| 1 MINUTE READ

Over-Grip Collet Designed for Holding Longer Parts

IMTS 2018: Masa Tool’s Microconic T-type over-grip collet features a longer gripping surface for holding longer parts.

Share

Facebook Share Icon LinkedIn Share Icon Twitter Share Icon Share by EMail icon Print Icon

Masa Tool’s Microconic T-type over-grip collet features a longer gripping surface for holding longer parts. The collet can open as wide as 3.5 mm (0.138") over the chucking diameter and runs within 5 microns (0.0002") TIR.  

The collet is designed for use with longer parts such as bonescrews with wide-pitch threads; orthopedic surgical drills and taps; long shafts with flange; long, thin-walled tubular parts and long plastic parts.

Extra spread is required to open the collet wide enough to go over the larger diameter. The correct over-grip collet for a specific part can be chosen based on grip diameter, width of the grip land and the largest diameter of the part.

According to the company, the collet expands machine capability, eliminates secondary operations and reduces cycle time. It features a standard gripping land length of two-to-three times the diameter. It is available with diameters ranging from 1.55 mm to 7.2 mm (0.061" -0.283"). The collet is said to grip with the same rigidity and accuracy as regular collets and features a fatigue-tested design built to last more than 250,000 full-load cycles. The collets are compatible with the company’s cartridges and come with its Microguide Brass ejection guide sleeve blank.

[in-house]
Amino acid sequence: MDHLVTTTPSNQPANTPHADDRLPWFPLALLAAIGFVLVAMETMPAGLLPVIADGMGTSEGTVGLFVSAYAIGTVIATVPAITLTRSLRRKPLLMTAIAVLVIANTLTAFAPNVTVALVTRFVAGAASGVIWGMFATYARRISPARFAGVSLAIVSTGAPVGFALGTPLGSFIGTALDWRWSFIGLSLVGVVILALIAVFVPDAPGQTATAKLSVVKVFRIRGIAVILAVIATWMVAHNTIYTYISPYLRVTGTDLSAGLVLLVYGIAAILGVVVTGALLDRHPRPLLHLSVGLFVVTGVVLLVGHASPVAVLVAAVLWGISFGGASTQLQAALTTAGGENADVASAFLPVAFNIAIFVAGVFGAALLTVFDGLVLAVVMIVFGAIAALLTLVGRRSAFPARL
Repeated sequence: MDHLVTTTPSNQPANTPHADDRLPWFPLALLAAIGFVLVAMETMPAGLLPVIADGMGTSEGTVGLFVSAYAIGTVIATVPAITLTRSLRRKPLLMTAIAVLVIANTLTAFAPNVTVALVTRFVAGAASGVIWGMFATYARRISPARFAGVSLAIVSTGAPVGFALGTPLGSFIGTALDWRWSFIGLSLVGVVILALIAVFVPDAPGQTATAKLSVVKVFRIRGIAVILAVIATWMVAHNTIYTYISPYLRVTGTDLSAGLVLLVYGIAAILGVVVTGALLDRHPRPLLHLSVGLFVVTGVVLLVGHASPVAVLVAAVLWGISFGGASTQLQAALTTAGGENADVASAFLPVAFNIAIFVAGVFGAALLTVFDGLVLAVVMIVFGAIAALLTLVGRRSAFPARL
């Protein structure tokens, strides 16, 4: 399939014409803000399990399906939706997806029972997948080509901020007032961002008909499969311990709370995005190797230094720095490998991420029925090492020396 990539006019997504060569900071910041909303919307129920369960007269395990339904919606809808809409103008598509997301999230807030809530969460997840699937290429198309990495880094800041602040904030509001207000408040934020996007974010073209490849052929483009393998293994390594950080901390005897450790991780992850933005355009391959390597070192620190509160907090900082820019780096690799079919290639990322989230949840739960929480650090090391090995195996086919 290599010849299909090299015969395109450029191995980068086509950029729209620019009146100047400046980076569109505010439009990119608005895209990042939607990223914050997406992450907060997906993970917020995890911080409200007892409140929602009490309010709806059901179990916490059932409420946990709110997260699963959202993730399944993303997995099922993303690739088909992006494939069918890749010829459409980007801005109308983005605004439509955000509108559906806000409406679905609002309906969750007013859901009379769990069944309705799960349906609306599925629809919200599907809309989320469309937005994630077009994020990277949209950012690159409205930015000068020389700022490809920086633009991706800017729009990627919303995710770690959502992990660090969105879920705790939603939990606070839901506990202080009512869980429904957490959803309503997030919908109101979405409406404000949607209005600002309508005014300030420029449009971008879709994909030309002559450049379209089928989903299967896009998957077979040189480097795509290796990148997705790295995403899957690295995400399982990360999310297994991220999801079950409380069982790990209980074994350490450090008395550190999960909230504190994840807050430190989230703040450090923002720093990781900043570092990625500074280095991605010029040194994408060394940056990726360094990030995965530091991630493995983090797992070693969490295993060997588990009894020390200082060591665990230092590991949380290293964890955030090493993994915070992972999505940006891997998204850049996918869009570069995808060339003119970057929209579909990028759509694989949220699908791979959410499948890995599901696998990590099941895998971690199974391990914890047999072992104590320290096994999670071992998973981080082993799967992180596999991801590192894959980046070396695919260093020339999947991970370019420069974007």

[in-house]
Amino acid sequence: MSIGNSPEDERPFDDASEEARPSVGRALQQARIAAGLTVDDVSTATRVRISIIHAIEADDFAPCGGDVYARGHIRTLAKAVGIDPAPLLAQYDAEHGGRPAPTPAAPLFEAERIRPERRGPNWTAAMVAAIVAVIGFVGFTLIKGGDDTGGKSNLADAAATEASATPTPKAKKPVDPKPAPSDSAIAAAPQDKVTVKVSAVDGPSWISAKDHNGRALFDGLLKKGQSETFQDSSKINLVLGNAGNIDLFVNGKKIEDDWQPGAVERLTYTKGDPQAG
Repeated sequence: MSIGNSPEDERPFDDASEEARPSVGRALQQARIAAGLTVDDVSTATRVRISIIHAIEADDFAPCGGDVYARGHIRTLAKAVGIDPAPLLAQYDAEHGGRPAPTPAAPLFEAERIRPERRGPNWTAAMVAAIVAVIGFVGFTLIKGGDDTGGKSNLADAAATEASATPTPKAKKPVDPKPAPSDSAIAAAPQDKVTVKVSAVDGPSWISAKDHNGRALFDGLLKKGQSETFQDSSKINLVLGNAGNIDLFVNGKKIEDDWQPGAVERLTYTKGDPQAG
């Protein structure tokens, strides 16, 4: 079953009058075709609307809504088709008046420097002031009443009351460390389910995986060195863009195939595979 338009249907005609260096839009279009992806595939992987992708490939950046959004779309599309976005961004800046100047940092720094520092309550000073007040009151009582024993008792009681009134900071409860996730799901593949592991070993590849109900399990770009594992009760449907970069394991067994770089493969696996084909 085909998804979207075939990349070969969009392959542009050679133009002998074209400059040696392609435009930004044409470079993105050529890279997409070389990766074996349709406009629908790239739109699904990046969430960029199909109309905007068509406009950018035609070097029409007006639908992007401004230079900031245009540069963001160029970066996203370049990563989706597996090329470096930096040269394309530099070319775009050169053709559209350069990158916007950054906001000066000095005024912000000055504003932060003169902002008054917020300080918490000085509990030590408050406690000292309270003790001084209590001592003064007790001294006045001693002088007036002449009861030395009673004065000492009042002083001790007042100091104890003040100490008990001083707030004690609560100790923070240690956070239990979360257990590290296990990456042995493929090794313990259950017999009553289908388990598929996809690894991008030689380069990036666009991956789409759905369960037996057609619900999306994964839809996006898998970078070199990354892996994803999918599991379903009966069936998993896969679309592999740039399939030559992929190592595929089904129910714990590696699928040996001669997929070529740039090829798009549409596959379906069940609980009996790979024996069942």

RELATED CONTENT

  • Choosing The Right Bar Feeder

    Take a look at some of the options, and find out how some shops make their decisions.

  • Workholding That Works for Jesel

    The maker of racing engine components produces parts that have many permutations within each product line. Here is how Jesel sets up work for cost-effective, responsive machining.

  • Is Magnetic Workholding For You?

    Holding metal parts with magnets is migrating from surface grinding to broader application in general metalworking processes, especially milling. Advances in magnetic technology are causing many shops to re-evaluate how they hang on to workpieces. Here’s a look at how magnets may be a viable workholding solution for your shop.